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Facebook acquires brain-computer interface technology startup CTRL-Labs Inc.

Fa6VCs hope the acquisition will encourage more entrepreneurs, investors and acquirers to enter the young field of brain-machine interface technology

Facebook Inc.’s acquisition of brain-computer interface technology startup CTRL-Labs Inc. suggests the first big breakthrough in the emerging field of brain-computer interfaces could come not in medical technology but in consumer devices.

Investors expect the social-media giant’s purchase of CTRL-Labs which is developing a wristband to enable people to control digital devices with their minds will fuel the development of sophisticated consumer products involving virtual reality and gaming.

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Life-science applications for the Faceb48ook Inc. ’s acquisition of brain-computer interface technology startup CTRL-Labs Inc, suggests the first big breakthrough in the emerging field of brain-computer interfaces could come not in medical technology but in consumer devices.

Investors expect the social-media giant’s purchase of CTRL-Labs which is developing a wristband to enable people to control digital devices with their minds will fuel the development of sophisticated consumer products involving virtual reality and gaming. Life-science applications for the technology could follow, they add.

The deal broadly demonstrates the maturation and public support of the entire field of brain-computer interface technology, said Arkitekt Ventures Managing Director Enke Bashllari, including those developing futuristic, invasive medical devices such as her portfolio company Paradromics Inc. and Elin Musk’s startup Neuralink Corp.

“We’re past the hype of brain-machine interface as well as the question of whether it will ever work,”

said Ms. Bashllari, a neuroscientist by training who now invests full time.

“We’ve already seen the number of startups double every year for the past three years, so I’m absolutely confident this will spur more innovation and investments.”

The sector got a boost in February when the U.S. Food and Drug Administration issued guidelines on how to regulate brain-machine interface technology.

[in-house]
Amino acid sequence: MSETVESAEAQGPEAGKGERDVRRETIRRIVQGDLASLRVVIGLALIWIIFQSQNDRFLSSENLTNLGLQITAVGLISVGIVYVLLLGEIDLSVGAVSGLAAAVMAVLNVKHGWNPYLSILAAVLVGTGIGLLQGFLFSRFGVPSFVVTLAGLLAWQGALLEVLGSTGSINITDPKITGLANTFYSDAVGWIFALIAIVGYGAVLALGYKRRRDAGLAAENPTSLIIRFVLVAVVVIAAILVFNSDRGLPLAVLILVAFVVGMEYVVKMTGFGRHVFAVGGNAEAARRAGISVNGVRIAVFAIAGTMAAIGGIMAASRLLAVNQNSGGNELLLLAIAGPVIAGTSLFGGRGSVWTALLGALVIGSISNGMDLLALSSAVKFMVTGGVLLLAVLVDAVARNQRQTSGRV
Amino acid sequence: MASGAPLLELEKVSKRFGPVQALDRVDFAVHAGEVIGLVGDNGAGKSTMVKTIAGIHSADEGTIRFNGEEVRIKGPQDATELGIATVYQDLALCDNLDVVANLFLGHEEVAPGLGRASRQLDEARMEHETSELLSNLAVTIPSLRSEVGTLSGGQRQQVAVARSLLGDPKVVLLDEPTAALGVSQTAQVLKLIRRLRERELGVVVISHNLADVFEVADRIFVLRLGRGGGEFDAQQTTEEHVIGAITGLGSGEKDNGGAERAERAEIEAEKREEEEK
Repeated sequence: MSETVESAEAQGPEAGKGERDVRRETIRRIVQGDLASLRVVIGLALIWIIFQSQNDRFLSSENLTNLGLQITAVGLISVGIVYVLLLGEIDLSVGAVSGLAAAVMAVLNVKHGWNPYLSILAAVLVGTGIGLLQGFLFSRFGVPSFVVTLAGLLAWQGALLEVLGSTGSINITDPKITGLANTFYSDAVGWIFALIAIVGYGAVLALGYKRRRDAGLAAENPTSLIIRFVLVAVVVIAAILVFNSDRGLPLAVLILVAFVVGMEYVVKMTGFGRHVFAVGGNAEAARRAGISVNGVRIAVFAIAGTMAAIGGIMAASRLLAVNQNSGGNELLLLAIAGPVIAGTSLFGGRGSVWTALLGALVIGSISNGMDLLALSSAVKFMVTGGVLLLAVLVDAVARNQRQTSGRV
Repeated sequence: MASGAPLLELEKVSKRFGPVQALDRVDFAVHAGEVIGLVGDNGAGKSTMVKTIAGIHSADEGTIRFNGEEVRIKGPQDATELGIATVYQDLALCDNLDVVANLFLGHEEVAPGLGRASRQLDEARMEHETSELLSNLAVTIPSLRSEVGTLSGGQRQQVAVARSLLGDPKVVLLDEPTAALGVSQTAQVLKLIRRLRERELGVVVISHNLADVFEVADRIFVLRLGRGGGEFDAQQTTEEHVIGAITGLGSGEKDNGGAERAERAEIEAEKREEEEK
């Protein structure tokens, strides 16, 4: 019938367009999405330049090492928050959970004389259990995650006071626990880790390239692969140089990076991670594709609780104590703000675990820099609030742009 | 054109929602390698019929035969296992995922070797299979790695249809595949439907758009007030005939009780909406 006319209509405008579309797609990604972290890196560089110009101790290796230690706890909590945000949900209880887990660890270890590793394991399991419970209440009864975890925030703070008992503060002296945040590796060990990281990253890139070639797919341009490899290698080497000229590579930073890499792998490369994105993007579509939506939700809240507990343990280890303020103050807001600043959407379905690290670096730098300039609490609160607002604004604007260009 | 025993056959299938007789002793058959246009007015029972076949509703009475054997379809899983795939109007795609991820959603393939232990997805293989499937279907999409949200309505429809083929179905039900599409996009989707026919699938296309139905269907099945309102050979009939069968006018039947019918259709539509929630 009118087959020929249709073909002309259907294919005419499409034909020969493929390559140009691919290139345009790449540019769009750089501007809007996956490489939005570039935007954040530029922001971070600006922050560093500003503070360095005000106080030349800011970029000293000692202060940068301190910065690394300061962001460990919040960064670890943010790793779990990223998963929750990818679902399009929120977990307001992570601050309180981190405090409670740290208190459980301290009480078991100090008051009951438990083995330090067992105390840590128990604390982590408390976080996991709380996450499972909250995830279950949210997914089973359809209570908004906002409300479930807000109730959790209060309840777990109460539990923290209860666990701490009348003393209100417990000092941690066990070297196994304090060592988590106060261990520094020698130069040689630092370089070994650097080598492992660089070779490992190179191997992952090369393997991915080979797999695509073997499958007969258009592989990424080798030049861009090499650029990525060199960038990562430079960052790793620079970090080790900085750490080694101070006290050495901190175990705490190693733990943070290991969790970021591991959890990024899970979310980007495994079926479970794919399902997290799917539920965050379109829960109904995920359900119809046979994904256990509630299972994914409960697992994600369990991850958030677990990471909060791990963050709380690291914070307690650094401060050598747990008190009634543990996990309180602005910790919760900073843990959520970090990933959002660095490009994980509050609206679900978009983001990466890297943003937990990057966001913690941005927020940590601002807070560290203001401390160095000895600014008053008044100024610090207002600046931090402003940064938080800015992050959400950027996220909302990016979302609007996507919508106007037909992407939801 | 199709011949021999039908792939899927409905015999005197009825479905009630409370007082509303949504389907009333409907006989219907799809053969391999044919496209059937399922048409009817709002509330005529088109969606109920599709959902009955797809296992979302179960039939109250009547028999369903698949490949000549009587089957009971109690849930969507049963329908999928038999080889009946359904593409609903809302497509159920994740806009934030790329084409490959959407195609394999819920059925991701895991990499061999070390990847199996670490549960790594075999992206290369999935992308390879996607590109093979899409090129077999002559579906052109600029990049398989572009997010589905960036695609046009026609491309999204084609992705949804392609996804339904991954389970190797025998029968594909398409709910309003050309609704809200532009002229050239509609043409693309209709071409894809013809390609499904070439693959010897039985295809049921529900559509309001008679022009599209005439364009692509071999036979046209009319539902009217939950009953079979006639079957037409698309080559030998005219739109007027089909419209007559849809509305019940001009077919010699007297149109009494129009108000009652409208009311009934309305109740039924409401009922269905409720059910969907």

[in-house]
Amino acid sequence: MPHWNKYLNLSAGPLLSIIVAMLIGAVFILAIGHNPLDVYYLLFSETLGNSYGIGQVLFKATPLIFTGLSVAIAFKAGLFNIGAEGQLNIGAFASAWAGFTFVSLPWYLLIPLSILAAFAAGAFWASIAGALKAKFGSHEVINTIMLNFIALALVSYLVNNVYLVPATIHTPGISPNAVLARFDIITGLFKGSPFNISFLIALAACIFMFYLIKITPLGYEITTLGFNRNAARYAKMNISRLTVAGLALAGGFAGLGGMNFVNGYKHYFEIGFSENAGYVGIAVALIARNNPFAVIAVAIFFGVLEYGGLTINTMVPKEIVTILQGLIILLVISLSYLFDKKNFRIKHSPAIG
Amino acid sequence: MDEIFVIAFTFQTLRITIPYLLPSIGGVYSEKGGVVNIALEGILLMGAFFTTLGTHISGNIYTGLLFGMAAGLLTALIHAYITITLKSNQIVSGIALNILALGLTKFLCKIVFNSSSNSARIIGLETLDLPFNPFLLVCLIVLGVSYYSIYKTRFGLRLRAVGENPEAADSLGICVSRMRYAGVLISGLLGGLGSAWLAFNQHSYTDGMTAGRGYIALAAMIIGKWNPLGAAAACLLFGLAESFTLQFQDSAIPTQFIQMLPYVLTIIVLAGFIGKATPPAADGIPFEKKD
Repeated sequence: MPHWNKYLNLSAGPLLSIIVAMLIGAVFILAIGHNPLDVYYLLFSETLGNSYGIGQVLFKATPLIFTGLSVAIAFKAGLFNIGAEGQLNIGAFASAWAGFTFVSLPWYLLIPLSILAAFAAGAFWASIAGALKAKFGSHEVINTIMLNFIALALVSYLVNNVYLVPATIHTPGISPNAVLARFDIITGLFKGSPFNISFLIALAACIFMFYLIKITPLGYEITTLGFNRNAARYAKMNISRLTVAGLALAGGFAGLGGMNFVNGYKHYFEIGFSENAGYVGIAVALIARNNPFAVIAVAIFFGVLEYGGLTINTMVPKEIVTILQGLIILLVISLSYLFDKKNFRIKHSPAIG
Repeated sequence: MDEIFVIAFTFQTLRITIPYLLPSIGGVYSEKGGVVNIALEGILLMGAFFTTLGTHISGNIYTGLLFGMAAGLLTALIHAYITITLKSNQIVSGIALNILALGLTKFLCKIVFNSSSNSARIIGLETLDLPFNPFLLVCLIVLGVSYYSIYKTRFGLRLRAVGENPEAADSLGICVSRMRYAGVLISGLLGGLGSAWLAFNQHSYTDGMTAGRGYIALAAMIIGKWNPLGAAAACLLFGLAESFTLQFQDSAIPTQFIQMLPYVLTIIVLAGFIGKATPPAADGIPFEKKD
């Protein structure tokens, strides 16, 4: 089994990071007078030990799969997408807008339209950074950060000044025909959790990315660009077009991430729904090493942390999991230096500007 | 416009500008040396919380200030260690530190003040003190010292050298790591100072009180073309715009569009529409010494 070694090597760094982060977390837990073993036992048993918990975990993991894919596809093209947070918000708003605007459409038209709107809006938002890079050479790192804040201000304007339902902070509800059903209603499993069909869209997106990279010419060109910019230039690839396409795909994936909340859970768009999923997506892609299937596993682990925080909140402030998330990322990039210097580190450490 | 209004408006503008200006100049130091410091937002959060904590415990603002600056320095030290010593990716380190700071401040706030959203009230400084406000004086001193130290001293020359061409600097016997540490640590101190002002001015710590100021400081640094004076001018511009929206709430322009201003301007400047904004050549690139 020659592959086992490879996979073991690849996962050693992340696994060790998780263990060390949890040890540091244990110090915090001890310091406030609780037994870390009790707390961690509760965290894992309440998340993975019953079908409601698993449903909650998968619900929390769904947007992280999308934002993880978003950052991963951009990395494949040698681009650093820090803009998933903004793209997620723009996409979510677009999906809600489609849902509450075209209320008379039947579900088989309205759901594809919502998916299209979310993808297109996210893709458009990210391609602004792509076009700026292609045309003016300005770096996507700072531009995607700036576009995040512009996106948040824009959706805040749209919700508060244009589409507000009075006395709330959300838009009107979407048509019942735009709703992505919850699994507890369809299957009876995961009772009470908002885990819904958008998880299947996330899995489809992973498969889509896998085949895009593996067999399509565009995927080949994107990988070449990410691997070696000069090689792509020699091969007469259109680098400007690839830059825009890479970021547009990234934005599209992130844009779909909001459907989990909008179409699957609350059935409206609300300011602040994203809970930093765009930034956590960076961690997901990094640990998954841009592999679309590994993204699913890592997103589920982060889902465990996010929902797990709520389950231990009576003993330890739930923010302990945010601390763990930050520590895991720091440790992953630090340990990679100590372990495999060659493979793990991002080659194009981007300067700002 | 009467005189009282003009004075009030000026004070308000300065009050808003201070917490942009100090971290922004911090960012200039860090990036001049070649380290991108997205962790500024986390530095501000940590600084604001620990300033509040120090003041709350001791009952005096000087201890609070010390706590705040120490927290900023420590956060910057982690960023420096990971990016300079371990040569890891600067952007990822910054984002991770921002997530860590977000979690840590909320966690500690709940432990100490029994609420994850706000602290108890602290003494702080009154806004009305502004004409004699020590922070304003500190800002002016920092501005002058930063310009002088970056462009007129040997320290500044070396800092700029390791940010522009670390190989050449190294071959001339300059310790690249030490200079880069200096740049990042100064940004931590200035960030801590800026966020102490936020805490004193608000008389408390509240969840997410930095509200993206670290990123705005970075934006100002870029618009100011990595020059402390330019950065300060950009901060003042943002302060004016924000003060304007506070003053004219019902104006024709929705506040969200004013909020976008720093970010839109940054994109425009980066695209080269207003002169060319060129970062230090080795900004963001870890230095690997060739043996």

At the time, Stanford University engineering professor Krishna Shenoy, who directs the neural prosthetics lab there and is an adviser to CTRL-Labs and Neuralink, said the guidelines were likely issued in response to the increase of such startups.

U.S. brain-device startups closed 38 venture funding rounds in each of the past two years, a high point for the sector to date, according to VentureSource, a data provider owned by WSJ Pro publisher Dow Jones & Co.

Unlike Neuralink or Paradromics, which are targeting medical conditions such as epilepsy and stroke and whose devices require brain surgery to install, CTRL-Labs is working on a noninvasive device for consumer use.

Sensors embedded in its wristband read signals between the nervous system and brain that communicate physical actions, like moving your hand to control a mouse. It then translates those signals into digital code that a computing device can understand.

“It captures your intention so you can share a photo with a friend using an imperceptible movement or just by, well, intending to,”

Facebook Vice President of AR/VR Andrew “Boz” Bosworth wrote in a post announcing the acquisition.

Neither Facebook nor CTRL-Labs could be reached for comment.

Facebook’s reported $500 million to $1 billion purchase of four-year-old CTRL-Labs sends a clear signal that brain-machine interfaces have a place in consumer technology, Ms. Bashllari said.

“I expect it to increase interest from all of the other big tech companies, either by developing their own or bringing someone else in-house,”

Ms. Bashllari said.

Facebook has been exploring the use of brain-machine technology since at least 2016.

The CTRL-Labs deal has drawn scrutinyfrom the broader technology community because of Facebook’s record on privacy issues, but life science and biotechnology investors consider it a win.

CTRL-Labs likely is years away from launching a product. But how it develops and commercializes its product under Facebook could set the standard for how all consumer-grade brain-machine interface devices reach the public, said Matrix Partners General Partner Antonio Rodriguez, who backed CTRL-Labs in its $28 million Series A round in 2018.

The company also could demonstrate how a consumer device could be developed into a medical-grade device, he added.

“They’ve had a lot of inbound interest from universities, but [CTRL-Labs Chief Executive Thomas] Reardon understood the only way to get to scale was to start from a mass-market consumer product and go backwards into medical care,”

said Mr. Rodriguez, who also invested in Oculus Rift before its 2014 acquisition by Facebook for $3 billion.

“Very few products get adopted as a medical device, so this a way to go forward.”

Before the acquisition, CTRL-Labs raised $67 million from investors including GV, Lux Capital and Amazon.com Inc. ’s Alexa Fund.

Story source

Wall street journal

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